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Sudbury Town Council praises improvements to local policing as Insp Ben Hollands discusses new community model





An increased visible policing presence in Sudbury has been applauded by town councillors, following the introduction of a new model to improve police engagement.

Inspector Ben Hollands, locality inspector for Sudbury, highlighted the early success of the new county policing command (CPC) model as he addressed residents and councillors at the annual town meeting on Friday night.

Introduced in December, it saw 50 new community policing areas (CPAs) created across Suffolk - each overseen by dedicated officers - to enhance the understanding of specific local issues.

Inspector Ben Hollands said the new policing model was paying dividends.
Inspector Ben Hollands said the new policing model was paying dividends.

In Sudbury and the surrounding area five CPAs are in place, including two covering the town centre.

During the public meeting at Sudbury Town Hall, Insp Hollands said the new model had seen a significant increase in visible foot patrols by uniformed officers, helping to boost public confidence.

“The community policing teams put the community at the heart of everything we do,” he said.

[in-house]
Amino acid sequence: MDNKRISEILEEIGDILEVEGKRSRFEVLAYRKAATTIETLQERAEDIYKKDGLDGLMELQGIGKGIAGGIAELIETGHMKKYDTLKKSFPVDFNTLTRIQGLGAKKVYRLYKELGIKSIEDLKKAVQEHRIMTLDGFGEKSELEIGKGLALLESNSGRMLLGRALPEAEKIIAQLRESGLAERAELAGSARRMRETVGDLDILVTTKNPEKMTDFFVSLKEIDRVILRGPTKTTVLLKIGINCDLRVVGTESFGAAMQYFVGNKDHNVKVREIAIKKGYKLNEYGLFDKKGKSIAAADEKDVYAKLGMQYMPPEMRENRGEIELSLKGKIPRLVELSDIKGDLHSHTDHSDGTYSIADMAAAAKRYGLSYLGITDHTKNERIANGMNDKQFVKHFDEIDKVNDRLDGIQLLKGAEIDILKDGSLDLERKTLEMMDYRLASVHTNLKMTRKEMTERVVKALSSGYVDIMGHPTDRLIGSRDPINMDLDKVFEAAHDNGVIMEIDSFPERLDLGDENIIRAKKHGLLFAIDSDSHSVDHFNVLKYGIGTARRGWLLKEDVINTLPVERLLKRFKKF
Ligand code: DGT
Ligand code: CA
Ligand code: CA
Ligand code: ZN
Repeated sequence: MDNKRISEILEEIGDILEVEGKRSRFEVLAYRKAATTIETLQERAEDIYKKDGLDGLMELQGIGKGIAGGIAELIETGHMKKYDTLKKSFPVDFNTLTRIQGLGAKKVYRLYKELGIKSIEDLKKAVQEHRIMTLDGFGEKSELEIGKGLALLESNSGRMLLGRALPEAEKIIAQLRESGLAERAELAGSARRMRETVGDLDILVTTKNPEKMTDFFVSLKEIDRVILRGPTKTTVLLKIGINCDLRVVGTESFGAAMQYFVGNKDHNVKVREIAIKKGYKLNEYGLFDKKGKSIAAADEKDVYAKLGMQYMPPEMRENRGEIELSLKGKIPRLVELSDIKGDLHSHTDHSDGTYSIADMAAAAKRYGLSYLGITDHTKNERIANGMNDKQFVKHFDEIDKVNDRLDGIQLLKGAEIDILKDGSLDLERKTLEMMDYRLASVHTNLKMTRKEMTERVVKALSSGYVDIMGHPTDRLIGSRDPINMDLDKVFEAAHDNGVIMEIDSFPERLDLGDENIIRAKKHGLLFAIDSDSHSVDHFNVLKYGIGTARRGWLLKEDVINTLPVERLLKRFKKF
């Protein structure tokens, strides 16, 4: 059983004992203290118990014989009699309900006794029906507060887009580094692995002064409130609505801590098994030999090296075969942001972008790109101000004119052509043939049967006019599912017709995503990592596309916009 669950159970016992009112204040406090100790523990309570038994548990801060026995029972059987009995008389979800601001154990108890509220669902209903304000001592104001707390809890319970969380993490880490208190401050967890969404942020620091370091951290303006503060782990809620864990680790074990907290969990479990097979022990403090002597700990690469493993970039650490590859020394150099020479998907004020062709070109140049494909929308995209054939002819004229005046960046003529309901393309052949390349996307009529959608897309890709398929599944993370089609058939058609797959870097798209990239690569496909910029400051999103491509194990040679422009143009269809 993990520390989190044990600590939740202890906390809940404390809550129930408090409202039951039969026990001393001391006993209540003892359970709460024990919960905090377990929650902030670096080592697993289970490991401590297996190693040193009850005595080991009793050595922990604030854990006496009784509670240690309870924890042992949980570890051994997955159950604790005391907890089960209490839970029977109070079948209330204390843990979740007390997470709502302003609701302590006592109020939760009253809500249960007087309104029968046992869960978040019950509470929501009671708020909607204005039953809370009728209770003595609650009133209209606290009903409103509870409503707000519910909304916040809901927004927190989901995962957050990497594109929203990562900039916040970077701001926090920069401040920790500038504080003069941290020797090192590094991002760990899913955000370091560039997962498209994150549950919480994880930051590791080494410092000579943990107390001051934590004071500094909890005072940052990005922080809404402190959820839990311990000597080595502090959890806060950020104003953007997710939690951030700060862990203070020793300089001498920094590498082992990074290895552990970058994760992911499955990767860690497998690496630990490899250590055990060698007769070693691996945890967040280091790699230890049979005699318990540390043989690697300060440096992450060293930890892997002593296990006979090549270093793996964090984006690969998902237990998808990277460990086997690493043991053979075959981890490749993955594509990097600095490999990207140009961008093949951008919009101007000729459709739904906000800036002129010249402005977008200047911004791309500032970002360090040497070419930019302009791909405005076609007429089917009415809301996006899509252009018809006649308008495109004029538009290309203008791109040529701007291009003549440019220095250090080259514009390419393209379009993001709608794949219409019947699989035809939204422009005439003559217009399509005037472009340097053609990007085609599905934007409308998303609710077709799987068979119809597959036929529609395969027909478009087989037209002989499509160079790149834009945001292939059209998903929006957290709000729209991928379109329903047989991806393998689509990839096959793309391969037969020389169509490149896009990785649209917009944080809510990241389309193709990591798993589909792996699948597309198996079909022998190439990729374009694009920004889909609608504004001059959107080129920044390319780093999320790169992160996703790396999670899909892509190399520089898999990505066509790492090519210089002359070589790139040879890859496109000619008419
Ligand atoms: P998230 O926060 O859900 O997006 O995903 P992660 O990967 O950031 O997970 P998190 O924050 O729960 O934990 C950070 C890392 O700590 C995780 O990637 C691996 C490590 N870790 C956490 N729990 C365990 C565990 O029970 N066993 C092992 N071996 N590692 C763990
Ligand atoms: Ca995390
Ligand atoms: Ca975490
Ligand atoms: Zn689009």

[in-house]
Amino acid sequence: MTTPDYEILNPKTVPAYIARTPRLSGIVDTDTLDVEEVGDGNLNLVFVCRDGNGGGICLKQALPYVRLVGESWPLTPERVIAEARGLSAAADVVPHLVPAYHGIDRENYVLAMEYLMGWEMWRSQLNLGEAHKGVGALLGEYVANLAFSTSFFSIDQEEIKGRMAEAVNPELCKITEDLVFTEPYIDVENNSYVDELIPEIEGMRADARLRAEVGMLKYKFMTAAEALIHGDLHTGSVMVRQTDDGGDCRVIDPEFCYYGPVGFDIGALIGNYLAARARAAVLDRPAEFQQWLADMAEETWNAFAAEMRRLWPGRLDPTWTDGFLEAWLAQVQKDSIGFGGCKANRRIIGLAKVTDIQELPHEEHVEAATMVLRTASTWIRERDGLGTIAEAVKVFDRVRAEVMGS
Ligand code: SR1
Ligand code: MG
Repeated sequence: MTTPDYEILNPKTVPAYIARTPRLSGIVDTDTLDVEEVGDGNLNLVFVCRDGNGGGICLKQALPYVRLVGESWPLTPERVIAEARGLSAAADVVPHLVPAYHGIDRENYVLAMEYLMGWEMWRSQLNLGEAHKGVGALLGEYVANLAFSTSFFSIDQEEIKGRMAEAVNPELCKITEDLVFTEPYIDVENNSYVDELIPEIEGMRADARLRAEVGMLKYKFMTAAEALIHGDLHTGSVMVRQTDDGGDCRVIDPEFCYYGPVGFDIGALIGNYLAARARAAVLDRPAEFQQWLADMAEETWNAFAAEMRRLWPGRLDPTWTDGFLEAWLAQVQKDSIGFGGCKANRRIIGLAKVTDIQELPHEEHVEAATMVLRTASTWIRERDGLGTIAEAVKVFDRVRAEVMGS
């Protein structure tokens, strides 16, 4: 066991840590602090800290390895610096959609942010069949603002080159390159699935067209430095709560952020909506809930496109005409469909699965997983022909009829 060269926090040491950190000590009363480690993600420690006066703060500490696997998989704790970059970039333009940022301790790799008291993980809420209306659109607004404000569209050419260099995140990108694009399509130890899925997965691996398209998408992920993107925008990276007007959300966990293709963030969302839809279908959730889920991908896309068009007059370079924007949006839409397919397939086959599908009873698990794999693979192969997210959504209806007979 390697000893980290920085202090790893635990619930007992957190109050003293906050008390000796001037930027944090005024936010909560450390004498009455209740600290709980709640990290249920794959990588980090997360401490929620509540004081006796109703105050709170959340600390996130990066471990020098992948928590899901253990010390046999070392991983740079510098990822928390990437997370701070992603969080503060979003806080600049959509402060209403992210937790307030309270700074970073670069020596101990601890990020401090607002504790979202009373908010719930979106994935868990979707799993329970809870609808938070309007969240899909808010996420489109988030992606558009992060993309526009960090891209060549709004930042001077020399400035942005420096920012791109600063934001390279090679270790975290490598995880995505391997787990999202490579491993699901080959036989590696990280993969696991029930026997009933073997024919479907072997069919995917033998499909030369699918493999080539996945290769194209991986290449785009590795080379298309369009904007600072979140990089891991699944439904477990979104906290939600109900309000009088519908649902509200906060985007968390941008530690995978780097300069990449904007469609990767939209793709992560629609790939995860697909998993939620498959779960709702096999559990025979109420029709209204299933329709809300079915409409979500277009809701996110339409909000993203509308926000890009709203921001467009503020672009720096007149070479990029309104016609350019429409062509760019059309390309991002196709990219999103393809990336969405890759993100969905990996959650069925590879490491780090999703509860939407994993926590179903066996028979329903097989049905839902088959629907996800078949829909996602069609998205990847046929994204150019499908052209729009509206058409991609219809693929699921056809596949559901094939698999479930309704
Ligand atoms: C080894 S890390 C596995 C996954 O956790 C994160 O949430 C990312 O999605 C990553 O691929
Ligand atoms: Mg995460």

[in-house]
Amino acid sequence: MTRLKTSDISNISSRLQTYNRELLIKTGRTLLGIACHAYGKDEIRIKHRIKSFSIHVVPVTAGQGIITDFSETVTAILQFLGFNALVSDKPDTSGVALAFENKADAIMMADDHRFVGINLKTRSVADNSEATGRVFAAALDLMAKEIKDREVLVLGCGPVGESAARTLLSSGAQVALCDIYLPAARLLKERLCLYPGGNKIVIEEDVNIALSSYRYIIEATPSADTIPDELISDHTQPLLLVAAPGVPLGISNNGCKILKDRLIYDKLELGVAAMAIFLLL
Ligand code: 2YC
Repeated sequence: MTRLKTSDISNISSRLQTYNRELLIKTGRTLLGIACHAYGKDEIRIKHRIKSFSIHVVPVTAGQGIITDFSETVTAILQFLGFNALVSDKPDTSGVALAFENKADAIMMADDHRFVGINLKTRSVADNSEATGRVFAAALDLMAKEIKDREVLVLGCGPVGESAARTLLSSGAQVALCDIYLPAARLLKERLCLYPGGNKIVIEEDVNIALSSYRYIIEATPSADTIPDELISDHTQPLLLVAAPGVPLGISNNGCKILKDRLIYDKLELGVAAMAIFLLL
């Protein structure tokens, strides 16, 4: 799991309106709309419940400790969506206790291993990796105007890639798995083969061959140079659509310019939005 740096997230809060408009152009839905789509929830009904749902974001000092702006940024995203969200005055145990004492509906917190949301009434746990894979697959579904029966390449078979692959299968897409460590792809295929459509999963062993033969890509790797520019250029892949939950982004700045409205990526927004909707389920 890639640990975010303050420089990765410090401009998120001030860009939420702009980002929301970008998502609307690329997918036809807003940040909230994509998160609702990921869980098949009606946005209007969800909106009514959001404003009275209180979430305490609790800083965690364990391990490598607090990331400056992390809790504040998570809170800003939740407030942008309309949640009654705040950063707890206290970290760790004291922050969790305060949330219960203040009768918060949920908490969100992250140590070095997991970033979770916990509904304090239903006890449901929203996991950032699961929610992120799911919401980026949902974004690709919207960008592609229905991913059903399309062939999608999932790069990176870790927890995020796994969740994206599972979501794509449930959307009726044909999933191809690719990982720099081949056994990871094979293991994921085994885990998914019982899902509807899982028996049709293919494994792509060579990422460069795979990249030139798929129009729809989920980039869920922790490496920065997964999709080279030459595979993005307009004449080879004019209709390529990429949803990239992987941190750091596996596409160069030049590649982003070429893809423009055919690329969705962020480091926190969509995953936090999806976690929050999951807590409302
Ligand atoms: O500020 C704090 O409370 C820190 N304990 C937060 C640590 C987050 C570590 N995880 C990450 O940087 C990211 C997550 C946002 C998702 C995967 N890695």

“Their prime focus is around community engagement, prevention and problem solving, targeted activity and proactivity.

“Our level of community engagement has increased significantly. Community police officers are much more embedded and understand the needs of those communities.

“One of the bits of feedback we had is a lack of visible policing presence on market days. As a result, we now have a stall on the market for people to come and engage with us.

“It’s the biggest change in 10 years that Suffolk Police have implemented, in terms of the way uniformed police work in the county. At the moment, it’s a real success.”

Town councillor Ellen Murphy praised the change.

She said: “My main concern was always the lack of visible policing, especially on market days, but I’d also like to now change my mind and say well done to the police. I am so impressed.”

Town mayor Jan Osborne paid tribute to Sudbury Police for a doing a ‘grand job under challenging circumstances’.

“It highlights the fantastic working relationship and partnership the town council has with our police, especially with the new model in place,” she added.

“I’ve noticed the difference. I’ve seen more police on the beat. We have an officer who comes to our full council meeting, which is really appreciated.”

Addressing specific issues, Insp Hollands said the priority in Sudbury remained tackling drug offences, due to the influence on other criminality.

He referenced the recent success by officers, through proactive patrols and prevention advice, to clamp down on a spate of tool thefts from vans.

Insp Hollands said police were looking to run a pilot scheme in collaboration with Sudbury’s community wardens, which could be rolled out countywide if successful.

“Sudbury is really lucky, in that it’s one of the few towns within Suffolk that still has community wardens and is seen as a success story,” he added.

“We are going to have a pilot scheme going forward to build on that, in terms of what powers we can use and how we can support them.”